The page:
Marjorie and Donald married on June 27, 1937. They lived in Newfoundland, presumably in Bay St. George. Their first child was George Philip, born in December 1938. A daughter, Ann, was born in June 1940. Just five months after her birth, Donald Grant-Suttie died at the age of 63. Marjorie, now with three children, was widowed at 27 years old.
A US Army officer
While Marjorie’s marriage to Major Grant-Suttie had been approved or even maybe arranged by her family, her next marriage was not. In 1944 she married Paul “Tom” Underhill, a Lieutenant in the US Army. They left Newfoundland for the mainland, with Marjorie’s two younger children and maybe all three. Over the next few years they had another four children, at least one of whom was born in Montreal.
By the late 1940s, Underhill had left Marjorie, and she and her children somehow came to live in Sussex, New Brunswick.
The Laird from Sussex NB
Philip, son of Marjorie and Donald Grant-Suttie became heir to the Balgone estate in Scotland when his father died in 1940. His father’s cousin Sir James Grant-Suttie, 7th Baronet, died on May 19, 1947. Philip was eight years old. The estate was managed by executors until he came of age. Unlike the executors of the Nevillle-Granville estate, they kept it intact.
Philip remained in Canada, visiting Scotland once in 1954 to see his inheritance. He didn’t tell his friends about his future, but he factored it into his plans. After finishing high school in Sussex, he graduated from agriculture school at McGill University in Montreal.
In 1959, he moved to Balgone in East Lothian. Two elderly aunts were living in the main house. So he moved into a smaller house and worked on rebuilding the estate lands and farms. After the aunts died, he sold Balgone House. His focus remained on the cattle, farming and forestry.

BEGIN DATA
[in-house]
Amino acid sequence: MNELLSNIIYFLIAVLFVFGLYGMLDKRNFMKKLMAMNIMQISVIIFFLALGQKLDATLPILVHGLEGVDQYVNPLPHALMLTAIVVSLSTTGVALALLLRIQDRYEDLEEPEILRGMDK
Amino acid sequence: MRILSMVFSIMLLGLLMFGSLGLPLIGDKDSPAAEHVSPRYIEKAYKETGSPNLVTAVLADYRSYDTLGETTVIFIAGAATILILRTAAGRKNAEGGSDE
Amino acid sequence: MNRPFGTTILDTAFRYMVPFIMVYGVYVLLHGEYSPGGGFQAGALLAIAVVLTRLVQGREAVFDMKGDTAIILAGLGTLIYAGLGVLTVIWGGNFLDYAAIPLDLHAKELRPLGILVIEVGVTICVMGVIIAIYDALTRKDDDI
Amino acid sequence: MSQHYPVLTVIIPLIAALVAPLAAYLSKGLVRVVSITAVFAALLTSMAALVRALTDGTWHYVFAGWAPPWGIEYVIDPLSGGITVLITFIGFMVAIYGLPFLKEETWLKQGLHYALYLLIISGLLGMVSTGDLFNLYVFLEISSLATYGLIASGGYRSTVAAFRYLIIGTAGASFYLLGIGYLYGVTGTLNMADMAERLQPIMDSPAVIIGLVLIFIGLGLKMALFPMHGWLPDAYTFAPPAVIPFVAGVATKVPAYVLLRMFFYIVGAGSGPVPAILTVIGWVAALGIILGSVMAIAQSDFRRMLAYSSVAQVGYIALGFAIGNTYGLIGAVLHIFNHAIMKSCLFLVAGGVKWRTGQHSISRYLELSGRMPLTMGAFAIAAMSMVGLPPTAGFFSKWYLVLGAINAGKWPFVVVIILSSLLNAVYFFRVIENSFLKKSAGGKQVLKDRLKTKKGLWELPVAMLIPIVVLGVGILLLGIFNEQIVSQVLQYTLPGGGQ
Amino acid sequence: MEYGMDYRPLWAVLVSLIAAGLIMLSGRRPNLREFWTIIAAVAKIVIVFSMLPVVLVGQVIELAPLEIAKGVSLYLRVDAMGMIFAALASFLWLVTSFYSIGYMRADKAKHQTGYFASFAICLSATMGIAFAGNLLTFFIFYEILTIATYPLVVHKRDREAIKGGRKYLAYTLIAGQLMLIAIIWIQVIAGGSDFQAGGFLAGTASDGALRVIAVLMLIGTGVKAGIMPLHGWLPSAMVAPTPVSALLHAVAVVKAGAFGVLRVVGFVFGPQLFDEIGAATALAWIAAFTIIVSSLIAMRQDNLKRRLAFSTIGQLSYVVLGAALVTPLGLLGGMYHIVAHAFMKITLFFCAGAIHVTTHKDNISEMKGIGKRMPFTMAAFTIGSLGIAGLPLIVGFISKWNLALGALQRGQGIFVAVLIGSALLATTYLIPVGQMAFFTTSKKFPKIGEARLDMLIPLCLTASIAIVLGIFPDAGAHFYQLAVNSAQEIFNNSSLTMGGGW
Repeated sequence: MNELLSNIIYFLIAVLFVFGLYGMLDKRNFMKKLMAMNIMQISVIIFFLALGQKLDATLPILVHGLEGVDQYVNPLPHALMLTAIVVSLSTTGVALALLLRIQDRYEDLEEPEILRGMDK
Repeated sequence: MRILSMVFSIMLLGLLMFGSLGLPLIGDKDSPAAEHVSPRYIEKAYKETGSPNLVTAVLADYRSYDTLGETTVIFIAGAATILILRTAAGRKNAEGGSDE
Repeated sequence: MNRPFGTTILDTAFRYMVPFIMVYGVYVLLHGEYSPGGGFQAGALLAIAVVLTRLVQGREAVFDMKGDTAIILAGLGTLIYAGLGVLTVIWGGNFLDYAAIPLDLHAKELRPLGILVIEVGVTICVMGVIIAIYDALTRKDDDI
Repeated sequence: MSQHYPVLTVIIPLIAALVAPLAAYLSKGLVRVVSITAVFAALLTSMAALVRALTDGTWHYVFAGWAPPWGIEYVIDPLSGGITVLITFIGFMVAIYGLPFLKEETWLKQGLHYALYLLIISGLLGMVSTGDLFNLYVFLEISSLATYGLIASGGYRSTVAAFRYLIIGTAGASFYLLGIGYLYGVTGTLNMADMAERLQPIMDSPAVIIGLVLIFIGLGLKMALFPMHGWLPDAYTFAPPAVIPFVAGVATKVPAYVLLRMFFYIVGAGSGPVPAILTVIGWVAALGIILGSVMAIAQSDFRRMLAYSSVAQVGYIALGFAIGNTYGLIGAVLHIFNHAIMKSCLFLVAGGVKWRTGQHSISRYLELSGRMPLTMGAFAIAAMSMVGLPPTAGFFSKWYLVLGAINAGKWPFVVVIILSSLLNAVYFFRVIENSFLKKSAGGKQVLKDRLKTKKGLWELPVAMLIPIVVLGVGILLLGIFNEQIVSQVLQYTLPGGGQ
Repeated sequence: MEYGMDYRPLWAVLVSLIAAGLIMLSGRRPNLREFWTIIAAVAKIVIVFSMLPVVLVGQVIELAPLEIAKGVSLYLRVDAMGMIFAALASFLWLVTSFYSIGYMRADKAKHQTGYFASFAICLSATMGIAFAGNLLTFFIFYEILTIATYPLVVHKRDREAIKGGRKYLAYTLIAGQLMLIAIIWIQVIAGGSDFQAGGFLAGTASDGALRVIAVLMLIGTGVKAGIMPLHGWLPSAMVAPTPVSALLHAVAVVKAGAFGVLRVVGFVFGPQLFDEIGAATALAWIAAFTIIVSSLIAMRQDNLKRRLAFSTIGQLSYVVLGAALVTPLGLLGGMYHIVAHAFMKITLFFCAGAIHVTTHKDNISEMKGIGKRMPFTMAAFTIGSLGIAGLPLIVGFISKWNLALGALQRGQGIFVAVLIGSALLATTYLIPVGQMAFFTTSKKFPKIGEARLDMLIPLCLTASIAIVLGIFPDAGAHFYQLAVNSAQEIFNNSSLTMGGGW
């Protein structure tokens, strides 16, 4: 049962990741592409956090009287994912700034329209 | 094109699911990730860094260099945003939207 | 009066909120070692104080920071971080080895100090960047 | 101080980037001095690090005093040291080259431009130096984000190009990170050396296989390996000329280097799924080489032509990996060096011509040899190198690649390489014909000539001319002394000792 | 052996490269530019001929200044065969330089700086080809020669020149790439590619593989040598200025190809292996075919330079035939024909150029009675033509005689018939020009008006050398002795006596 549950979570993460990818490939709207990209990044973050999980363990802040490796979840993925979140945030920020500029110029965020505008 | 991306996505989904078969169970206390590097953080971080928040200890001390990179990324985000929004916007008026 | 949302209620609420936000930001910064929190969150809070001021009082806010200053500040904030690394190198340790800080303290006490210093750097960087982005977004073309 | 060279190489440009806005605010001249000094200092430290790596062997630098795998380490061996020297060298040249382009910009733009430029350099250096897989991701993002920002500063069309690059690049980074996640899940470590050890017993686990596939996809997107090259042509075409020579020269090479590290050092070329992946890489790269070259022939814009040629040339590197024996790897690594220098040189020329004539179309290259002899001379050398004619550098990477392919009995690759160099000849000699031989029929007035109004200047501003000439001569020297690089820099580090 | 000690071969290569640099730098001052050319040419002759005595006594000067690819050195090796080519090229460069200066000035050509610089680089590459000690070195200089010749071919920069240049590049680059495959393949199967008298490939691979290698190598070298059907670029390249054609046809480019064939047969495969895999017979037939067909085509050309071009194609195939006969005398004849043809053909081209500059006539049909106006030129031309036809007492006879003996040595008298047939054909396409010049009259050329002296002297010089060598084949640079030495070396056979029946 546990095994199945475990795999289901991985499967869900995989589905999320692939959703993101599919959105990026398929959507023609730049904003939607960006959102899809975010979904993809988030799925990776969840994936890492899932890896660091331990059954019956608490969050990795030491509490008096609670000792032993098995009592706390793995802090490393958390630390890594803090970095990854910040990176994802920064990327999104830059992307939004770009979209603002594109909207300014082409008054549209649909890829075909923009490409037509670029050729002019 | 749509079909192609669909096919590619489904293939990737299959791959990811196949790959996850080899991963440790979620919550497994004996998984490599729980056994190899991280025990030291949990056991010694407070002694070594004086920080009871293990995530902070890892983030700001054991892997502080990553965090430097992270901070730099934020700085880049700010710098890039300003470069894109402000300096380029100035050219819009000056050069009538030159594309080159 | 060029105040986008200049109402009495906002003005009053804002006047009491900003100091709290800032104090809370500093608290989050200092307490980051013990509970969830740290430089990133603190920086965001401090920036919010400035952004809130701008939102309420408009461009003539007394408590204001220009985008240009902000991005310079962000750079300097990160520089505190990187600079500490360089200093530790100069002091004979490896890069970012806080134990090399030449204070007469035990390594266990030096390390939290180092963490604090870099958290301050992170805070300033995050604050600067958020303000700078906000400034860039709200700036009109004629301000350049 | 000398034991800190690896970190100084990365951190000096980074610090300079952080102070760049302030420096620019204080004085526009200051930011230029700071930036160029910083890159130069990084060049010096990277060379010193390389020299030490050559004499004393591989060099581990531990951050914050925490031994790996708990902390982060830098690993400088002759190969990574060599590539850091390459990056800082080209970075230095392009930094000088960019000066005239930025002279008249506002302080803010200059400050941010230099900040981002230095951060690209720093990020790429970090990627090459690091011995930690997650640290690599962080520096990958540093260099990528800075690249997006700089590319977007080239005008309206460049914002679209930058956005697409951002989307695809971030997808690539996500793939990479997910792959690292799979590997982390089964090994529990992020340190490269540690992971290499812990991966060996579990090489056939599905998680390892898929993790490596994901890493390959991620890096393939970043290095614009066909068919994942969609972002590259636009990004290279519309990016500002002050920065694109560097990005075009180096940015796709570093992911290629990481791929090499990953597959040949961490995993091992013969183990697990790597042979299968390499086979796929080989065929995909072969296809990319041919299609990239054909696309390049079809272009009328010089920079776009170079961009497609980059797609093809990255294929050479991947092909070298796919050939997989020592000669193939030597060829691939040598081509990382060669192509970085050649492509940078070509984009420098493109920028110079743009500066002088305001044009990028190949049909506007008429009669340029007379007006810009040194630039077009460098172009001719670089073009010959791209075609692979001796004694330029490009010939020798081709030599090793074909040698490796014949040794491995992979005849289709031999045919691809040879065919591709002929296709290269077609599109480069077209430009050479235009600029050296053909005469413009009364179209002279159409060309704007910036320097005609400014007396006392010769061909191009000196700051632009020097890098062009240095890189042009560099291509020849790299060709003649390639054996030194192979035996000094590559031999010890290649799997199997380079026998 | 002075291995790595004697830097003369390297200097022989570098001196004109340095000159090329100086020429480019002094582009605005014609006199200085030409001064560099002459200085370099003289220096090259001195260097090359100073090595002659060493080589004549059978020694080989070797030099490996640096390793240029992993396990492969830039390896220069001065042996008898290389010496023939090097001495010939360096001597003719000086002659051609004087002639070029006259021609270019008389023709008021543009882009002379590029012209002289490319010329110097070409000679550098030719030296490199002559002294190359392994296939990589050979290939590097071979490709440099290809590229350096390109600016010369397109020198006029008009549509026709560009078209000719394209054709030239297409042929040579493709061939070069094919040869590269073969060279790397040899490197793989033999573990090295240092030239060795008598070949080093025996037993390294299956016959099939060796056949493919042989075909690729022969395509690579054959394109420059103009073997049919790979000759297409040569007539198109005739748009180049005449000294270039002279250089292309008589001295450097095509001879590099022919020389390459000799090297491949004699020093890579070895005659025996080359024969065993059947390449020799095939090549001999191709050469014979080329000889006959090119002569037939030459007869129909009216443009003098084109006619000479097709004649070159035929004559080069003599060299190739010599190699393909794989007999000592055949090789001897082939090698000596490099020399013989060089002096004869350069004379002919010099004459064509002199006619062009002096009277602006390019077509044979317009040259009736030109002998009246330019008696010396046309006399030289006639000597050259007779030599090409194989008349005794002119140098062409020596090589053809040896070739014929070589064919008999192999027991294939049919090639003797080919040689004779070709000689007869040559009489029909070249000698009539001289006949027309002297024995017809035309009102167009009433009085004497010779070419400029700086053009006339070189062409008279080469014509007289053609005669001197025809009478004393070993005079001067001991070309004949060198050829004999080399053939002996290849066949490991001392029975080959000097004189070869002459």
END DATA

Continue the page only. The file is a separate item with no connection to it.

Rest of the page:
In 1962 he married Elspeth Urquhart. They had one son, now 9th Baronet. They divorced in 1969. Sir Philip enjoyed a good life on his estate, at work and play. He returned to Sussex to visit friends regularly. They also visited him in Scotland, getting a glimpse of a totally different world of dinner parties, shooting weekends and rich-people travel. Philip died after hip surgery on November 7, 1997. He was 58 years old.
Philip’s mother Marjorie died two months later, on January 7, 1998. His younger sister Joyce Underhill Jewett died in 2011 in New Brunswick. Nadage, his elder sister, died in 2014 in Halifax. She was a registered nurse and had been married to Dr. William Howard McConnell, a law professor at the University of Saskatchewan. To my knowledge, his other siblings are living.
Many on-line sources helped me piece together the story of Marjorie Carter, Ralph Neville, Donald Grant-Suttie and their families. Here are some of them.
- Sir Philip Grant-Suttie’s story is told in a February 1998 Saint John Telegraph Journal article. Part 2 tells the story of his mother Marjorie Carter.
- Philip’s life in NB and Scotland is described n Diakiw’s Digest.
- Stravaiging around Scotland has more on the history of Balgone House.
- “A love affair” is a pdf about Marjorie Carter and Ralph Neville. The main site at Butleigh.org has much more history of the Neville family and estate.
- Ralph Neville’s genealogical information (#23322) is on The Peerage website, as is information on Donald Grant-Suttie and Marjorie Carter (#31037).